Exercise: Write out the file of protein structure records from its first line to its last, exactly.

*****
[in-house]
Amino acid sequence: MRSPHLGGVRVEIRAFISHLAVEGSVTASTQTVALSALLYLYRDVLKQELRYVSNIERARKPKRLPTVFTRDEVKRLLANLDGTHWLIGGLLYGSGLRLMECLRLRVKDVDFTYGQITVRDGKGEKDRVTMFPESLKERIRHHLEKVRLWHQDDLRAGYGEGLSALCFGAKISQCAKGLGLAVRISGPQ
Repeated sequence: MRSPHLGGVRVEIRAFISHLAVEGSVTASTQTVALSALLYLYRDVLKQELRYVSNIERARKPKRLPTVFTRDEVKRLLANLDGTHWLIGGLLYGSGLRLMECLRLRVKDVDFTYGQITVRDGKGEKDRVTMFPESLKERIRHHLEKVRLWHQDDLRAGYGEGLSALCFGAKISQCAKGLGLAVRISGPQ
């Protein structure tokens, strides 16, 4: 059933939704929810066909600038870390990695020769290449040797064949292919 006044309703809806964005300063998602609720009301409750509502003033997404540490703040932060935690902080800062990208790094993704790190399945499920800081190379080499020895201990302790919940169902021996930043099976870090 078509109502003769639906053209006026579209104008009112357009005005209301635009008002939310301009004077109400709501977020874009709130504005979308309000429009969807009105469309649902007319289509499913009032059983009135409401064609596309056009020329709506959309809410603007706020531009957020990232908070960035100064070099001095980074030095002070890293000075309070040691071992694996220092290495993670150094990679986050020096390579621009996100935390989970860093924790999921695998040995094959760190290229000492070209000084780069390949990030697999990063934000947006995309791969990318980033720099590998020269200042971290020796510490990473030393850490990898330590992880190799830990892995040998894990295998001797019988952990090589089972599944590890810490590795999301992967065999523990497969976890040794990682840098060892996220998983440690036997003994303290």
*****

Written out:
[in-house]
Amino acid sequence: MRSPHLGGVRVEIRAFISHLAVEGSVTASTQTVALSALLYLYRDVLKQELRYVSNIERARKPKRLPTVFTRDEVKRLLANLDGTHWLIGGLLYGSGLRLMECLRLRVKDVDFTYGQITVRDGKGEKDRVTMFPESLKERIRHHLEKVRLWHQDDLRAGYGEGLSALCFGAKISQCAKGLGLAVRISGPQ
Repeated sequence: MRSPHLGGVRVEIRAFISHLAVEGSVTASTQTVALSALLYLYRDVLKQELRYVSNIERARKPKRLPTVFTRDEVKRLLANLDGTHWLIGGLLYGSGLRLMECLRLRVKDVDFTYGQITVRDGKGEKDRVTMFPESLKERIRHHLEKVRLWHQDDLRAGYGEGLSALCFGAKISQCAKGLGLAVRISGPQ
């Protein structure tokens, strides 16, 4: 059933939704929810066909600038870390990695020769290449040797064949292919 006044309703809806964005300063998602609720009301409750509502003033997404540490703040932060935690902080800062990208790094993704790190399945499920800081190379080499020895201990302790919940169902021996930043099976870090 078509109502003769639906053209006026579209104008009112357009005005209301635009008002939310301009004077109400709501977020874009709130504005979308309000429009969807009105469309649902007319289509499913009032059983009135409401064609596309056009020329709506959309809410603007706020531009957020990232908070960035100064070099001095980074030095002070890293000075309070040691071992694996220092290495993670150094990679986050020096390579621009996100935390989970860093924790999921695998040995094959760190290229000492070209000084780069390949990030697999990063934000947006995309791969990318980033720099590998020269200042971290020796510490990473030393850490990898330590992880190799830990892995040998894990295998001797019988952990090589089972599944590890810490590795999301992967065999523990497969976890040794990682840098060892996220998983440690036997003994303290």